Withering Hope

Withering Hope

First Lines: My last flight as Aimee Myller starts like any other flight: with a jolt.

Weekends are my time to binge-read. I try to finish whatever book I’ve been reading that week on Friday or Saturday morning and then I’ve got the chance to pick something that interests me. I didn’t like my options on my shelf at the time, so I searched my Kindle and came across this one. I must’ve gotten it free on Amazon at some point, but it looked like it’d be worth a shot.

Aimee’s wedding in just a few days will be perfect. She’s got the perfect dress, the best fiancé, and a beautiful location at a holiday ranch in Brazil. But all her plans mean nothing when the private jet she’s on–en route to Brazil–defects and the pilot is forced to make an emergency landing. In the middle of the Amazon rainforest. With no chance at connecting with civilization, the only hope Aimee and Tristan (the pilot) have is being rescued. But as days pass with no sign of a search team, they are forced to take on death in its many forms: starvation, diseases, and beasts. As Aimee and Tristan fight to stay alive, they grow closer. With old scars in both of their pasts, they discover how much they need each other for their survival–in more ways than one. Despite her devotion to her fiancé, Aimee can’t help but feel things for Tristan. You can hide from a lot in the rainforest, but not from love.

Oh my God, did this pull me in. Unexpectedly, I might add.

The story starts off in pretty much a basic crappy romance way. We’re immediately introduced to Aimee, who is clearly very wealthy (she’s on her fiancé’s private jet, on her way to his ranch in Brazil for their wedding). From the way Aimee acts, she’s also obviously spoiled, but she’s sweet and kind at the same time. Tristan, the plane’s pilot, very much keeps to himself and doesn’t really interact with Aimee. And about 10 pages into the story, the plane goes down. (There really isn’t much exposition in this story, something that is a mark against it.)

But the survival element then kicks in because they are stuck in the middle of the Amazon rainforest. No one knows exactly where they are and as days pass, it seems like no one’s looking for them either. The only life they see are the beasties of the forest–some of which could kill them easily. The survival stuff in the story was actually really interesting and really helped change the dynamic between Tristan and Aimee naturally and in a way that helped me connect with both characters. I really liked the survival stuff. It’s very different from what I’ve been reading lately.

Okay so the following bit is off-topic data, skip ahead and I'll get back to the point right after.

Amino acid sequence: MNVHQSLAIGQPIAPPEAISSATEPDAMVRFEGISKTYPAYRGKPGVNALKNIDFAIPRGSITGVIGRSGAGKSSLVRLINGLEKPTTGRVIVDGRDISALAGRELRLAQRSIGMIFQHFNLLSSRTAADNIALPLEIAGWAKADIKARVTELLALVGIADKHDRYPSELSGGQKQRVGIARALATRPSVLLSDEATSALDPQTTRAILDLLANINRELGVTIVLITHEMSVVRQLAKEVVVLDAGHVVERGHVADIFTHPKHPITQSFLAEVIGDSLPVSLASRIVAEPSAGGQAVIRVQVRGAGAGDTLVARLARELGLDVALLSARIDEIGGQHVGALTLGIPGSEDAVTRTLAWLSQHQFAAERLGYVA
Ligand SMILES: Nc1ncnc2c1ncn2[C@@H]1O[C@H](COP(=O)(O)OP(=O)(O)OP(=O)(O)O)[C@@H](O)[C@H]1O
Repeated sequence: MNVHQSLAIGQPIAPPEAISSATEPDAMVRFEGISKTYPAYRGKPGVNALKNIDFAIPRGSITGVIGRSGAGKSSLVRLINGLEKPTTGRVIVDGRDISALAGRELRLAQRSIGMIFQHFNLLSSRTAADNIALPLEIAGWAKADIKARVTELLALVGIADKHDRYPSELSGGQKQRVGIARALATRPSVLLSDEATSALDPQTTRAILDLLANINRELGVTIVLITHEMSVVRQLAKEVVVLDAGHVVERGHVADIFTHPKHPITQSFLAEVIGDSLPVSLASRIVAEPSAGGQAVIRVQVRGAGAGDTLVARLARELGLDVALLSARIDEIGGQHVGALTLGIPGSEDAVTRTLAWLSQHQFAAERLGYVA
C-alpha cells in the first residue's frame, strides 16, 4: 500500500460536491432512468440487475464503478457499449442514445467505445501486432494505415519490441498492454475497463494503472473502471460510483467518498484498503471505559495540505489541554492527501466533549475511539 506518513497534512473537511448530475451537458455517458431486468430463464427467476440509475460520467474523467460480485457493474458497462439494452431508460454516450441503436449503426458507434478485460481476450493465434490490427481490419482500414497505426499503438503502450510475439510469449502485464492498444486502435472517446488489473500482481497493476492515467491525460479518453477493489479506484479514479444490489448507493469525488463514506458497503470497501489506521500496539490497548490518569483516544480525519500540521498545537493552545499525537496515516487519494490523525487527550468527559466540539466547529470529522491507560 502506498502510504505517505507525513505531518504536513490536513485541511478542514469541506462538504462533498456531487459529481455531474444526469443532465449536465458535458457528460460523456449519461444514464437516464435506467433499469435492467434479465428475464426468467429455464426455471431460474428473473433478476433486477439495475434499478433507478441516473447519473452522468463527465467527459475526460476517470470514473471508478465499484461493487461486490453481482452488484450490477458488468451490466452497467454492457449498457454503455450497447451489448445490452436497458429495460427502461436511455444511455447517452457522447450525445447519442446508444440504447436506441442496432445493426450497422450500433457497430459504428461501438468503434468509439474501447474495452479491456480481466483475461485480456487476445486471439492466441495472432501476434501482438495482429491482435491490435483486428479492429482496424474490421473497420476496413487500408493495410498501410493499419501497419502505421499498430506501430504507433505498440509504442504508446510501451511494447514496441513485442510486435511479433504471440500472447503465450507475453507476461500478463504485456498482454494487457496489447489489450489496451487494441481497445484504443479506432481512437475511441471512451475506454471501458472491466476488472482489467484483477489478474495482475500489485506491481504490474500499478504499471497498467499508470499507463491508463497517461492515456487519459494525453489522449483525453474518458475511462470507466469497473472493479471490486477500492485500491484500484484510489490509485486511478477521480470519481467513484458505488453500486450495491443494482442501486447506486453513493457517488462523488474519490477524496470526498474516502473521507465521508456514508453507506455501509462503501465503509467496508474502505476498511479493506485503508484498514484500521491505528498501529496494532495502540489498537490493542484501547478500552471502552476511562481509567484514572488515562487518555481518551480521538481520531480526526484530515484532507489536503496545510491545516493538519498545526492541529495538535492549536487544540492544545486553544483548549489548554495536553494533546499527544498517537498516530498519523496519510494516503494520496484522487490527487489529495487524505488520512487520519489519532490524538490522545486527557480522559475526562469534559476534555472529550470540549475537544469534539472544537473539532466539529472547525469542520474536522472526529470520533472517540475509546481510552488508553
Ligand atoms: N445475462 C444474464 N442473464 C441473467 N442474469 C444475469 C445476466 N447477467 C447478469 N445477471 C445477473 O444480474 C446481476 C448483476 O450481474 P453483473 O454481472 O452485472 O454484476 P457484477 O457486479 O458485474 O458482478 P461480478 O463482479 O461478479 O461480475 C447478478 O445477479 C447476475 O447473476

I ended up getting really into the story during this part. I read the whole book in an evening because I just kept wanting to see what would happen next. Would they have a mishap with their water supply? Would someone have a run-in with a snake or a jaguar or a poison frog? When would they be rescued? It was just fascinating. Was it over the top and melodramatic? Absolutely. 100%. But it was fun.

The one writing critique I have is that 98% of the story is told from Aimee’s perspective, but there’s the occasional cut in from Tristan that is super short and, frankly, pointless. He cuts in just to say something we can pretty much guess he’s already thinking anyway and then immediately goes back to Aimee. Tristan’s perspective is no longer than a page at any one time, so it really is just a waste of space. I see why it was there (Tristan is very taciturn and rarely says what he’s feeling), but come on.

Other than that, I have a lot of fun reading this one. Even if I did roll my eyes with the whole “my fiancé is a billionaire” stuff. I hate that trope.

Maybe just keep in mind that my rating is based on how this exceeded my admittedly somewhat low expectations of this when I started it. But I really did enjoy it.

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